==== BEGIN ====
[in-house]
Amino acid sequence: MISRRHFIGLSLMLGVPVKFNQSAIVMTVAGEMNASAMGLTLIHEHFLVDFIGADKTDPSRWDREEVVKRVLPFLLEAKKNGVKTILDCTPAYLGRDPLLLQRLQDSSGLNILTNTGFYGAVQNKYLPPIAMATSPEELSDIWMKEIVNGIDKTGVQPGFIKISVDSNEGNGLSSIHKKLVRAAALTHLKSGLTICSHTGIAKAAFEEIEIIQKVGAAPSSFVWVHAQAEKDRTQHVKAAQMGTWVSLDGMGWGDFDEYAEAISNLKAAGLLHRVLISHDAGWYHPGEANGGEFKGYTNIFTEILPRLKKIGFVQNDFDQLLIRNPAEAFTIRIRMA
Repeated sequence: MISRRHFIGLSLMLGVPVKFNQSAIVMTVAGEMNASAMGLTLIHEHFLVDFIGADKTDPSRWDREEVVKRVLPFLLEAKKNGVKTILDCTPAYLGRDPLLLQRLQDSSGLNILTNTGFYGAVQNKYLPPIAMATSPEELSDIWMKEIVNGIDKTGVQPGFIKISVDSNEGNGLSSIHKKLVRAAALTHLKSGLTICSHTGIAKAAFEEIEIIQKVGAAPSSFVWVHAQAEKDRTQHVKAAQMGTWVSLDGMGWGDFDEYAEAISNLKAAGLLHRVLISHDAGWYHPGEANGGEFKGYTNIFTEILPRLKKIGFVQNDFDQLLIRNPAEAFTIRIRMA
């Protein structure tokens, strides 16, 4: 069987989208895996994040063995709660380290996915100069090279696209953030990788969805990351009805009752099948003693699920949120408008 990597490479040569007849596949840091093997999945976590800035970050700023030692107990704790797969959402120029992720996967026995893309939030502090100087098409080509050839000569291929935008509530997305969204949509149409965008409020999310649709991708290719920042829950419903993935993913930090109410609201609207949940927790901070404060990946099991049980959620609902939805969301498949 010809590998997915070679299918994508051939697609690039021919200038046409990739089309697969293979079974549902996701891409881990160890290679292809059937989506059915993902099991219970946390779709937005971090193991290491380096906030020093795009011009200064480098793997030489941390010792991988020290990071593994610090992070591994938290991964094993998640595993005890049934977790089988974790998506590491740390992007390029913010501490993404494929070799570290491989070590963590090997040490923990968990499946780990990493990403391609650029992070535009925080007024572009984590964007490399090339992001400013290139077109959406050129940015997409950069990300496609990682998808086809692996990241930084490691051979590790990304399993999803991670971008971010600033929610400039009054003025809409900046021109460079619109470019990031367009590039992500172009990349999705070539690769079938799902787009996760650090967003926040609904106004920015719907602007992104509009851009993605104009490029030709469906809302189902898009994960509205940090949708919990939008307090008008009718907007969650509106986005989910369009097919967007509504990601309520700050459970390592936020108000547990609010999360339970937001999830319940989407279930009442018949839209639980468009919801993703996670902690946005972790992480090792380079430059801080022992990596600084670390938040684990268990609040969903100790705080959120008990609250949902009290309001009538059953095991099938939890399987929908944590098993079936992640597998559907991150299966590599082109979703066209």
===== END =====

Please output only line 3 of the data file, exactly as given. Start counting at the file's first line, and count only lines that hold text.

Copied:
Repeated sequence: MISRRHFIGLSLMLGVPVKFNQSAIVMTVAGEMNASAMGLTLIHEHFLVDFIGADKTDPSRWDREEVVKRVLPFLLEAKKNGVKTILDCTPAYLGRDPLLLQRLQDSSGLNILTNTGFYGAVQNKYLPPIAMATSPEELSDIWMKEIVNGIDKTGVQPGFIKISVDSNEGNGLSSIHKKLVRAAALTHLKSGLTICSHTGIAKAAFEEIEIIQKVGAAPSSFVWVHAQAEKDRTQHVKAAQMGTWVSLDGMGWGDFDEYAEAISNLKAAGLLHRVLISHDAGWYHPGEANGGEFKGYTNIFTEILPRLKKIGFVQNDFDQLLIRNPAEAFTIRIRMA